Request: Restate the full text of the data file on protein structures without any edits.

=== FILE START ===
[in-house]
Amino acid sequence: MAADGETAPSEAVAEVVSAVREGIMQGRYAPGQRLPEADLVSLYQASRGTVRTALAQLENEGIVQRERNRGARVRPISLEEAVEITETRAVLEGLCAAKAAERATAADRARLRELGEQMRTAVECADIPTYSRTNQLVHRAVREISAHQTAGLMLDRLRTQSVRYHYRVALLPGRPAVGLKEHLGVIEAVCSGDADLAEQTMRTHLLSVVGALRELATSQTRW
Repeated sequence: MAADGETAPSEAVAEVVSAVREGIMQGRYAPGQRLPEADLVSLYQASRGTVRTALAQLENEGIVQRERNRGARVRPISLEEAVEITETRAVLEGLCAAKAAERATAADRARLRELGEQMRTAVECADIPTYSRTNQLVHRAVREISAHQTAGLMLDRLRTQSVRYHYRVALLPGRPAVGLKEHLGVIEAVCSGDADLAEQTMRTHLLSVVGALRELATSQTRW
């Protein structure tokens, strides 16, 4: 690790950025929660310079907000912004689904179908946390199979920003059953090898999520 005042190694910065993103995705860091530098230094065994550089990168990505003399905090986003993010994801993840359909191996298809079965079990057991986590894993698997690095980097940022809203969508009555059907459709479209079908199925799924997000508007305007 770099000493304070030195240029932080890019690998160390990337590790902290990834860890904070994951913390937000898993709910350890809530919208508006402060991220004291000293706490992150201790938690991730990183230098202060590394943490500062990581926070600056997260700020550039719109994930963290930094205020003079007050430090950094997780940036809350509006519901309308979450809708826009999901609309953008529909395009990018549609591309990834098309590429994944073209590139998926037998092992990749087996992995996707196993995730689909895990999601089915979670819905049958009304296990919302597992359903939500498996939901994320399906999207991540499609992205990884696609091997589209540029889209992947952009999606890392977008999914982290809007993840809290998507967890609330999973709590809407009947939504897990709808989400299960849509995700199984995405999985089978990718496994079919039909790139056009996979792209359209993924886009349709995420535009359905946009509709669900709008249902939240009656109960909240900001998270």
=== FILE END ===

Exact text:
[in-house]
Amino acid sequence: MAADGETAPSEAVAEVVSAVREGIMQGRYAPGQRLPEADLVSLYQASRGTVRTALAQLENEGIVQRERNRGARVRPISLEEAVEITETRAVLEGLCAAKAAERATAADRARLRELGEQMRTAVECADIPTYSRTNQLVHRAVREISAHQTAGLMLDRLRTQSVRYHYRVALLPGRPAVGLKEHLGVIEAVCSGDADLAEQTMRTHLLSVVGALRELATSQTRW
Repeated sequence: MAADGETAPSEAVAEVVSAVREGIMQGRYAPGQRLPEADLVSLYQASRGTVRTALAQLENEGIVQRERNRGARVRPISLEEAVEITETRAVLEGLCAAKAAERATAADRARLRELGEQMRTAVECADIPTYSRTNQLVHRAVREISAHQTAGLMLDRLRTQSVRYHYRVALLPGRPAVGLKEHLGVIEAVCSGDADLAEQTMRTHLLSVVGALRELATSQTRW
């Protein structure tokens, strides 16, 4: 690790950025929660310079907000912004689904179908946390199979920003059953090898999520 005042190694910065993103995705860091530098230094065994550089990168990505003399905090986003993010994801993840359909191996298809079965079990057991986590894993698997690095980097940022809203969508009555059907459709479209079908199925799924997000508007305007 770099000493304070030195240029932080890019690998160390990337590790902290990834860890904070994951913390937000898993709910350890809530919208508006402060991220004291000293706490992150201790938690991730990183230098202060590394943490500062990581926070600056997260700020550039719109994930963290930094205020003079007050430090950094997780940036809350509006519901309308979450809708826009999901609309953008529909395009990018549609591309990834098309590429994944073209590139998926037998092992990749087996992995996707196993995730689909895990999601089915979670819905049958009304296990919302597992359903939500498996939901994320399906999207991540499609992205990884696609091997589209540029889209992947952009999606890392977008999914982290809007993840809290998507967890609330999973709590809407009947939504897990709808989400299960849509995700199984995405999985089978990718496994079919039909790139056009996979792209359209993924886009349709995420535009359905946009509709669900709008249902939240009656109960909240900001998270």